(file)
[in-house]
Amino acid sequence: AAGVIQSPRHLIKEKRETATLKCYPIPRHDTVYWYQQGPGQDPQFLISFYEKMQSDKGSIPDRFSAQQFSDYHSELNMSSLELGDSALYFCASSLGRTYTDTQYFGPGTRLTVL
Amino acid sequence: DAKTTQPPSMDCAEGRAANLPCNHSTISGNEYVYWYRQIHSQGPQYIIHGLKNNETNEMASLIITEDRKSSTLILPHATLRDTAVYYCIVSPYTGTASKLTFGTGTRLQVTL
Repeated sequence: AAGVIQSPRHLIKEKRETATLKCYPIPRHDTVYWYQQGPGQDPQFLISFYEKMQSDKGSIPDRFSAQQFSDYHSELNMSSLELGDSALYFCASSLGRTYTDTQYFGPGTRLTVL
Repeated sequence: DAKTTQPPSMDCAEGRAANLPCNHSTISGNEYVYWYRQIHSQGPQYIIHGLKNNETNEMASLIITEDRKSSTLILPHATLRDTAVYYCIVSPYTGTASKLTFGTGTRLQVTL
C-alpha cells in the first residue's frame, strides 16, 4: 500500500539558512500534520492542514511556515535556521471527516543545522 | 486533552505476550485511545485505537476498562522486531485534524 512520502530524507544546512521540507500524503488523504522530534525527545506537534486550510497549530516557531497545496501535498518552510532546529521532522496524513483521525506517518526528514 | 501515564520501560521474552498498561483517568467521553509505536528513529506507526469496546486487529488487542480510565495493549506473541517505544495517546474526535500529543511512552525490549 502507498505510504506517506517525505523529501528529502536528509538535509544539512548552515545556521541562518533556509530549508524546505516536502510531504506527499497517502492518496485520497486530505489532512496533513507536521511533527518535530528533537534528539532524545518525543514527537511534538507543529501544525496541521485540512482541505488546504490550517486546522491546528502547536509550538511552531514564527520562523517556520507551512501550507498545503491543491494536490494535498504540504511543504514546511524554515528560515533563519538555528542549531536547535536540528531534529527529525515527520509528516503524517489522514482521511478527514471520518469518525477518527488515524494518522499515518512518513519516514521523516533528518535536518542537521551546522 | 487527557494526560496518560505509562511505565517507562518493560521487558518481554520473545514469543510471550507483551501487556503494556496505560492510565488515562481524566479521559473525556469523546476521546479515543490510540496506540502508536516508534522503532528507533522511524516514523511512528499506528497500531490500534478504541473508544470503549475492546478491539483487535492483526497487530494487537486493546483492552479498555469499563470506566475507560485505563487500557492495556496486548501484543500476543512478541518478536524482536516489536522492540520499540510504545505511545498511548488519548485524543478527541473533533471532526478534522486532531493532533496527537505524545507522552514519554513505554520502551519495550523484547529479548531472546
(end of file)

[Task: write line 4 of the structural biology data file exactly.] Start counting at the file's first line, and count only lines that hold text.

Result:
Repeated sequence: AAGVIQSPRHLIKEKRETATLKCYPIPRHDTVYWYQQGPGQDPQFLISFYEKMQSDKGSIPDRFSAQQFSDYHSELNMSSLELGDSALYFCASSLGRTYTDTQYFGPGTRLTVL